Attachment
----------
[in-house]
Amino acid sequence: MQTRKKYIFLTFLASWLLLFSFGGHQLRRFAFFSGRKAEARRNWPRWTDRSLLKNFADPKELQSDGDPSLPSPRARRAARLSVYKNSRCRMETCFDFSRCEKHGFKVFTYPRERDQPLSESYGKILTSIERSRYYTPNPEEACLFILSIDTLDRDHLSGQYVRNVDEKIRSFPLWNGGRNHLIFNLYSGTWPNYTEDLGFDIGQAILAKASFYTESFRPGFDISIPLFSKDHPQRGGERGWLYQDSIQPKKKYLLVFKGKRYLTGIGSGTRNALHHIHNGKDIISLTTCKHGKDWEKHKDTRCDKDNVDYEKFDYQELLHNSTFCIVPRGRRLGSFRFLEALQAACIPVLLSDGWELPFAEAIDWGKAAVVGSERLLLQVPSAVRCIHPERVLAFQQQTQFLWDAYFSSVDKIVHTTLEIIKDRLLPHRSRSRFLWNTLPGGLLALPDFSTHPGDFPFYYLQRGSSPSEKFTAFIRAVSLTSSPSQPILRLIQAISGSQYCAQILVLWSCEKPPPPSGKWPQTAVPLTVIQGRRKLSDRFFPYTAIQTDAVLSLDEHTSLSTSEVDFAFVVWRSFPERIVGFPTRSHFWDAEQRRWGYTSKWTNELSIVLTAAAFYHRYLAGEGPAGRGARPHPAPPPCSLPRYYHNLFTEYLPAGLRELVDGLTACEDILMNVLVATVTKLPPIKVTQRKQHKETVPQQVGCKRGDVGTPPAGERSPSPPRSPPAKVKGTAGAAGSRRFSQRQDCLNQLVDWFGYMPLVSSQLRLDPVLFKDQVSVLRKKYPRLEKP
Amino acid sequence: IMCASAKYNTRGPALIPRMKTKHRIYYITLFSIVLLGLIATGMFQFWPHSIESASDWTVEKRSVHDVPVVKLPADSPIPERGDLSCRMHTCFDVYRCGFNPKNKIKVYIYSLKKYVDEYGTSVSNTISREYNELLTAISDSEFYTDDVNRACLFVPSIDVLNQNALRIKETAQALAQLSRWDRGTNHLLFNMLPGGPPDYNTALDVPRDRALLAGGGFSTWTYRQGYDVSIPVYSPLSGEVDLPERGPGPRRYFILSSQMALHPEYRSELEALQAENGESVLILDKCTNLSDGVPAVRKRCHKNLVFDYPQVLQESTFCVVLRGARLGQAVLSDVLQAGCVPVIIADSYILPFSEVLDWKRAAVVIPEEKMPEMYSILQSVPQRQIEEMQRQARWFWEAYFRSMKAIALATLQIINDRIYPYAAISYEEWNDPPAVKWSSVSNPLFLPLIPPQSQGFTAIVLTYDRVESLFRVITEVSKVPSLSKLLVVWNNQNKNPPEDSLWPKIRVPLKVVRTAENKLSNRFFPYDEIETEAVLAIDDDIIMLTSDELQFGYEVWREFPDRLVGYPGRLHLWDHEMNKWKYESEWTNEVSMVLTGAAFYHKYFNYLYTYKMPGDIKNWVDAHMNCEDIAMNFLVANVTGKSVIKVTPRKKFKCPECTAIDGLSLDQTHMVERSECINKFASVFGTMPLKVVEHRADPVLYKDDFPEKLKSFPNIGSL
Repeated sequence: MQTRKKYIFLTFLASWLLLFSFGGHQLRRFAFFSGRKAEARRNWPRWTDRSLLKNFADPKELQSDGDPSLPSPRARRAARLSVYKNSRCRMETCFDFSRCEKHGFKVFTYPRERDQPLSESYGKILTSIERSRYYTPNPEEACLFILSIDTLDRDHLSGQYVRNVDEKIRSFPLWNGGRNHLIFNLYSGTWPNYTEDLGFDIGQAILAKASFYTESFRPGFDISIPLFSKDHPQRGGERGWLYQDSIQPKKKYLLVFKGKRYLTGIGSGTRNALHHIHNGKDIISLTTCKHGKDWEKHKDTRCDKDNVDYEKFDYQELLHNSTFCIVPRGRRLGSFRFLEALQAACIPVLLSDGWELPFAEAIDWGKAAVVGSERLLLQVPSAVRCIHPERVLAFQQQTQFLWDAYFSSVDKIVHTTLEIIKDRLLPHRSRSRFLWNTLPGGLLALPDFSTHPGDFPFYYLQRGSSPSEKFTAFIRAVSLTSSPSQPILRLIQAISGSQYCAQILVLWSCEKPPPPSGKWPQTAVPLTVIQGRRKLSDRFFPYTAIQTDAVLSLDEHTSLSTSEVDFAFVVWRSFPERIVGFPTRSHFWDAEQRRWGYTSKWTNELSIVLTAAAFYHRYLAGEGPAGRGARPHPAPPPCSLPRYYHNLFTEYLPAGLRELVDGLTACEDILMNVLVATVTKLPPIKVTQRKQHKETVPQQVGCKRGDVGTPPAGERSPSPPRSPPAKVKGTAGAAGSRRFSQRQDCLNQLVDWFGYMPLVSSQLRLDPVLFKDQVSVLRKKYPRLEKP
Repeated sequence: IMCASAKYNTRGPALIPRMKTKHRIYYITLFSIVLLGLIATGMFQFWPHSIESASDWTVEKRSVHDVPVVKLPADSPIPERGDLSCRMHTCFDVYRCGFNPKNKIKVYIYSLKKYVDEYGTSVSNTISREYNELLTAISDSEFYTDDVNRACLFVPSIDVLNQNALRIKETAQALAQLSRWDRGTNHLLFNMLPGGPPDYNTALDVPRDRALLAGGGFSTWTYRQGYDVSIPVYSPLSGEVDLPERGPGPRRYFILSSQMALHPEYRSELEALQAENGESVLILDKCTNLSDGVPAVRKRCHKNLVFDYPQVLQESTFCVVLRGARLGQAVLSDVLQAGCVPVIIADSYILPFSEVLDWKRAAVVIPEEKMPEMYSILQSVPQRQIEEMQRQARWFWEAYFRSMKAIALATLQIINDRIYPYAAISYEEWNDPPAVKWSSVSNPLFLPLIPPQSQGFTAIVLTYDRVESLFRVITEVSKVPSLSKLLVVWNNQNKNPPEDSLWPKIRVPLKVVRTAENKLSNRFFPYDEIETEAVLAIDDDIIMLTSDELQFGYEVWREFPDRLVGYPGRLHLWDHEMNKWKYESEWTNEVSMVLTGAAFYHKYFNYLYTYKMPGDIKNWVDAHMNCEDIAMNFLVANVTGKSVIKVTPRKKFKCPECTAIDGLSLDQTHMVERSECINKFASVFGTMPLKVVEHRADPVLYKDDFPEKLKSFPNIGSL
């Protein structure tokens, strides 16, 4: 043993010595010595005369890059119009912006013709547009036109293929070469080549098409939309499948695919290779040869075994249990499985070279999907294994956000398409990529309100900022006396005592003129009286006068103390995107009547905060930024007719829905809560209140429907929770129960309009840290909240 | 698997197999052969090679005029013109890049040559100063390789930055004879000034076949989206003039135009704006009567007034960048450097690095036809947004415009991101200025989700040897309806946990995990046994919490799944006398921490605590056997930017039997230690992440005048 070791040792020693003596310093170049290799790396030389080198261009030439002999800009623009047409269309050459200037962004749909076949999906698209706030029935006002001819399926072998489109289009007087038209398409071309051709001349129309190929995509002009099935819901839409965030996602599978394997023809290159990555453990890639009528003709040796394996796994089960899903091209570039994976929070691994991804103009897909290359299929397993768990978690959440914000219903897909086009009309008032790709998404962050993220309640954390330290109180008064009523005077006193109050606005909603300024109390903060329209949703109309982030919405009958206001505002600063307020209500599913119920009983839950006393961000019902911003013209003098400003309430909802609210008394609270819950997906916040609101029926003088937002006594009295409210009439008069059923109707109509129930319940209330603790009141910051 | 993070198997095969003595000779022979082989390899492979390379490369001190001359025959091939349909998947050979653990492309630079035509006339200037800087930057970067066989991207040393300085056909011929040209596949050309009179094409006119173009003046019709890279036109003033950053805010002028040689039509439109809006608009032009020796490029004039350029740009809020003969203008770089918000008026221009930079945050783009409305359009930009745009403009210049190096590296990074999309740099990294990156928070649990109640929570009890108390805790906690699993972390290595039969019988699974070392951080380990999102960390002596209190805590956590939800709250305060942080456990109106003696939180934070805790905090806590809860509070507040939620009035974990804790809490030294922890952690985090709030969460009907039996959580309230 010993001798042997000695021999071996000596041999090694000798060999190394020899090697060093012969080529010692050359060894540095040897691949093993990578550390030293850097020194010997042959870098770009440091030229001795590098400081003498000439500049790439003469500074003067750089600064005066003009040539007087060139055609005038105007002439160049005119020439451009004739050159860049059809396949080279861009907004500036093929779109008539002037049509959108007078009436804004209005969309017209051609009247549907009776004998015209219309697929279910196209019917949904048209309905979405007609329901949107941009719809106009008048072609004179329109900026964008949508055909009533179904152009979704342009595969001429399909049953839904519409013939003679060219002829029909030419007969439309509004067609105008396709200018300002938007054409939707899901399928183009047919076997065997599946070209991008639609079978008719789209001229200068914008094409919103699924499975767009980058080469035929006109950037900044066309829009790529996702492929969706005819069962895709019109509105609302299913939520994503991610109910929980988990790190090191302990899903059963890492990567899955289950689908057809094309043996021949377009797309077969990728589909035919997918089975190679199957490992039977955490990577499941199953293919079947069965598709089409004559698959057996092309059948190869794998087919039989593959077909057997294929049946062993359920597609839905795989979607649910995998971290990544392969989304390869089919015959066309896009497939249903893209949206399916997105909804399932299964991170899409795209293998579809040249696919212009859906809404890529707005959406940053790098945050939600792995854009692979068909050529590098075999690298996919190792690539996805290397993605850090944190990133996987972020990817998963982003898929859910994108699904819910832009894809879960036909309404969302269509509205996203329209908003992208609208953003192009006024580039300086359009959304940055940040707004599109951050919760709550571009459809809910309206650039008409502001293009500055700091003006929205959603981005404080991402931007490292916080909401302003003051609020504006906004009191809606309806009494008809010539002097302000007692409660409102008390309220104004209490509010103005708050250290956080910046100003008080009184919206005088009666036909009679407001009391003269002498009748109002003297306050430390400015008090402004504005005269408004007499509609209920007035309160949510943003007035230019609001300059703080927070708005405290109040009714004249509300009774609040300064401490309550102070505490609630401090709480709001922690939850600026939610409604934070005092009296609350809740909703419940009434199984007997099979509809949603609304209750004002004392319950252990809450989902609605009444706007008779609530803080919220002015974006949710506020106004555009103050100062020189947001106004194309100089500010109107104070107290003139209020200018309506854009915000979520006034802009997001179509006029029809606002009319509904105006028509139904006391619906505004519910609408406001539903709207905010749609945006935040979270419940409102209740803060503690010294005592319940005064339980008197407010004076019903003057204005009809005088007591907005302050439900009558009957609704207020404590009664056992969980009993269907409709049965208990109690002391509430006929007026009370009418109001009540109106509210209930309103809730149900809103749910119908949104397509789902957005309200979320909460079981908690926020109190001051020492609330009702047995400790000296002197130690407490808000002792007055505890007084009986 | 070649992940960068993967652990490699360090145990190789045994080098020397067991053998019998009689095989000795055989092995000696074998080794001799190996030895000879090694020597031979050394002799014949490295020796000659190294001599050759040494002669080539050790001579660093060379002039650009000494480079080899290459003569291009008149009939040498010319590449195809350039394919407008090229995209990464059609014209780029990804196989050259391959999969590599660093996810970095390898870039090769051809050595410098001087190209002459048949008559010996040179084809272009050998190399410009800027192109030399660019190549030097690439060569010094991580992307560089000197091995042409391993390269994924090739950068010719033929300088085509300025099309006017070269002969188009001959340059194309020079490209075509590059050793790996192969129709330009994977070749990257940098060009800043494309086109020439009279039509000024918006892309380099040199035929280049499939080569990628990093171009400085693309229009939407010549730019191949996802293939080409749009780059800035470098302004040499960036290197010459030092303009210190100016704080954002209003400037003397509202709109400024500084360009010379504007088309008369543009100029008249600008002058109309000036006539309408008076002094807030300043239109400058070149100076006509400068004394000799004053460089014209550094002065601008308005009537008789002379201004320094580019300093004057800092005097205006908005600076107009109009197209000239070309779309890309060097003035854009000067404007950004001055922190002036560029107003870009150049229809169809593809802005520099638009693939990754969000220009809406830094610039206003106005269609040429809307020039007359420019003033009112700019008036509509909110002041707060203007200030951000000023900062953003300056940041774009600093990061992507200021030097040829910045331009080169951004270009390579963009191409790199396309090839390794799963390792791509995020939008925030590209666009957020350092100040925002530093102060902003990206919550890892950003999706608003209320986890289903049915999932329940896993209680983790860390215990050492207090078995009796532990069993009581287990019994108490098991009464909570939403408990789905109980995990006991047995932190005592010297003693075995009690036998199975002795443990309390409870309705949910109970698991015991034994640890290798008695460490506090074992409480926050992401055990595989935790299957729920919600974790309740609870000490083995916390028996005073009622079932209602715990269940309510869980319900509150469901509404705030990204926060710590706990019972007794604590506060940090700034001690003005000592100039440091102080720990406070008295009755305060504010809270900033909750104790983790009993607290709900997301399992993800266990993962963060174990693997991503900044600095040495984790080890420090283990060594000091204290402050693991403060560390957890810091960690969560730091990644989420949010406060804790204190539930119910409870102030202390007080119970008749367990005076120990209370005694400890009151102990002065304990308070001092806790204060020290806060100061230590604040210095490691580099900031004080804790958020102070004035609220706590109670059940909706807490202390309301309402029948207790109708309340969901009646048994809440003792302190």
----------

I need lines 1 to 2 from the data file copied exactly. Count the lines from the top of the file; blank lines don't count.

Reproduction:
[in-house]
Amino acid sequence: MQTRKKYIFLTFLASWLLLFSFGGHQLRRFAFFSGRKAEARRNWPRWTDRSLLKNFADPKELQSDGDPSLPSPRARRAARLSVYKNSRCRMETCFDFSRCEKHGFKVFTYPRERDQPLSESYGKILTSIERSRYYTPNPEEACLFILSIDTLDRDHLSGQYVRNVDEKIRSFPLWNGGRNHLIFNLYSGTWPNYTEDLGFDIGQAILAKASFYTESFRPGFDISIPLFSKDHPQRGGERGWLYQDSIQPKKKYLLVFKGKRYLTGIGSGTRNALHHIHNGKDIISLTTCKHGKDWEKHKDTRCDKDNVDYEKFDYQELLHNSTFCIVPRGRRLGSFRFLEALQAACIPVLLSDGWELPFAEAIDWGKAAVVGSERLLLQVPSAVRCIHPERVLAFQQQTQFLWDAYFSSVDKIVHTTLEIIKDRLLPHRSRSRFLWNTLPGGLLALPDFSTHPGDFPFYYLQRGSSPSEKFTAFIRAVSLTSSPSQPILRLIQAISGSQYCAQILVLWSCEKPPPPSGKWPQTAVPLTVIQGRRKLSDRFFPYTAIQTDAVLSLDEHTSLSTSEVDFAFVVWRSFPERIVGFPTRSHFWDAEQRRWGYTSKWTNELSIVLTAAAFYHRYLAGEGPAGRGARPHPAPPPCSLPRYYHNLFTEYLPAGLRELVDGLTACEDILMNVLVATVTKLPPIKVTQRKQHKETVPQQVGCKRGDVGTPPAGERSPSPPRSPPAKVKGTAGAAGSRRFSQRQDCLNQLVDWFGYMPLVSSQLRLDPVLFKDQVSVLRKKYPRLEKP